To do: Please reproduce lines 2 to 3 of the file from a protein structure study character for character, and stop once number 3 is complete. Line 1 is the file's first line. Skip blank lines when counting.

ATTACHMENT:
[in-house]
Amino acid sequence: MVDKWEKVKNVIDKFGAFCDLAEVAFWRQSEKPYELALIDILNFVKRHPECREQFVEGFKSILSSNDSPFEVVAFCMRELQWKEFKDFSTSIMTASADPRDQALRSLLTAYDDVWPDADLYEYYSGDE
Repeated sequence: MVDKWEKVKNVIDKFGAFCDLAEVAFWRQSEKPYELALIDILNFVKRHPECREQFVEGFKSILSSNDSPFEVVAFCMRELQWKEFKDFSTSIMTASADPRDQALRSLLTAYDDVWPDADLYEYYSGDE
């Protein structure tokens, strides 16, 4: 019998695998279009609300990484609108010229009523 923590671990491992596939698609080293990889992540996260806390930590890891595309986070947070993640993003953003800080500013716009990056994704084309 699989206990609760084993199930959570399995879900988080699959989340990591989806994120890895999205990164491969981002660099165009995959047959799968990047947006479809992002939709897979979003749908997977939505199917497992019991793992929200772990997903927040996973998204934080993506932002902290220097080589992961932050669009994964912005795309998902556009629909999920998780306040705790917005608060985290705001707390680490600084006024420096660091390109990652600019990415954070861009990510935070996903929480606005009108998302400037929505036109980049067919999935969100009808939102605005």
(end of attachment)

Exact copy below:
Amino acid sequence: MVDKWEKVKNVIDKFGAFCDLAEVAFWRQSEKPYELALIDILNFVKRHPECREQFVEGFKSILSSNDSPFEVVAFCMRELQWKEFKDFSTSIMTASADPRDQALRSLLTAYDDVWPDADLYEYYSGDE
Repeated sequence: MVDKWEKVKNVIDKFGAFCDLAEVAFWRQSEKPYELALIDILNFVKRHPECREQFVEGFKSILSSNDSPFEVVAFCMRELQWKEFKDFSTSIMTASADPRDQALRSLLTAYDDVWPDADLYEYYSGDE